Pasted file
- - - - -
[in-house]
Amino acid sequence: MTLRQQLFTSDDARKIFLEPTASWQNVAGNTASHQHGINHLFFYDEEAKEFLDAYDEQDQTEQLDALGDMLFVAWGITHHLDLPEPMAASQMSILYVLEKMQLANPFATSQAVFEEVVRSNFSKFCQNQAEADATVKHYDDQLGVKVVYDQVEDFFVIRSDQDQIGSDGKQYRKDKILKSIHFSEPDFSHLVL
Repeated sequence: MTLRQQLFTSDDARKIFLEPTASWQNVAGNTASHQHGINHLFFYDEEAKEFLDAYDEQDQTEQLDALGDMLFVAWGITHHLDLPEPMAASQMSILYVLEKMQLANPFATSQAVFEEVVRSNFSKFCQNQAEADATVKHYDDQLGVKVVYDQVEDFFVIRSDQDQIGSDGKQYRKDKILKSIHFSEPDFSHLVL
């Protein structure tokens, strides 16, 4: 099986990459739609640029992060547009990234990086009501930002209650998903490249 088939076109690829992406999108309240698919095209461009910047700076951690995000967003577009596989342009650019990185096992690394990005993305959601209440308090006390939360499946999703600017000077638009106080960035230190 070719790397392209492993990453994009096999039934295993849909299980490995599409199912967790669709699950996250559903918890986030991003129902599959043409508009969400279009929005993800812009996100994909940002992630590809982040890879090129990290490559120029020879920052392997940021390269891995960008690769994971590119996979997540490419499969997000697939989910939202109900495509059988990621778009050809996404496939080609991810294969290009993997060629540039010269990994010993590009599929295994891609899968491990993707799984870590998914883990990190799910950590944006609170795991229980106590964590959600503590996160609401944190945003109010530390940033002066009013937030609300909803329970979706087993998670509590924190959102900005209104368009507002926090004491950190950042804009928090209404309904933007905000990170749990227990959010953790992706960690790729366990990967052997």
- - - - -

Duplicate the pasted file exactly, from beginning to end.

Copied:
[in-house]
Amino acid sequence: MTLRQQLFTSDDARKIFLEPTASWQNVAGNTASHQHGINHLFFYDEEAKEFLDAYDEQDQTEQLDALGDMLFVAWGITHHLDLPEPMAASQMSILYVLEKMQLANPFATSQAVFEEVVRSNFSKFCQNQAEADATVKHYDDQLGVKVVYDQVEDFFVIRSDQDQIGSDGKQYRKDKILKSIHFSEPDFSHLVL
Repeated sequence: MTLRQQLFTSDDARKIFLEPTASWQNVAGNTASHQHGINHLFFYDEEAKEFLDAYDEQDQTEQLDALGDMLFVAWGITHHLDLPEPMAASQMSILYVLEKMQLANPFATSQAVFEEVVRSNFSKFCQNQAEADATVKHYDDQLGVKVVYDQVEDFFVIRSDQDQIGSDGKQYRKDKILKSIHFSEPDFSHLVL
């Protein structure tokens, strides 16, 4: 099986990459739609640029992060547009990234990086009501930002209650998903490249 088939076109690829992406999108309240698919095209461009910047700076951690995000967003577009596989342009650019990185096992690394990005993305959601209440308090006390939360499946999703600017000077638009106080960035230190 070719790397392209492993990453994009096999039934295993849909299980490995599409199912967790669709699950996250559903918890986030991003129902599959043409508009969400279009929005993800812009996100994909940002992630590809982040890879090129990290490559120029020879920052392997940021390269891995960008690769994971590119996979997540490419499969997000697939989910939202109900495509059988990621778009050809996404496939080609991810294969290009993997060629540039010269990994010993590009599929295994891609899968491990993707799984870590998914883990990190799910950590944006609170795991229980106590964590959600503590996160609401944190945003109010530390940033002066009013937030609300909803329970979706087993998670509590924190959102900005209104368009507002926090004491950190950042804009928090209404309904933007905000990170749990227990959010953790992706960690790729366990990967052997």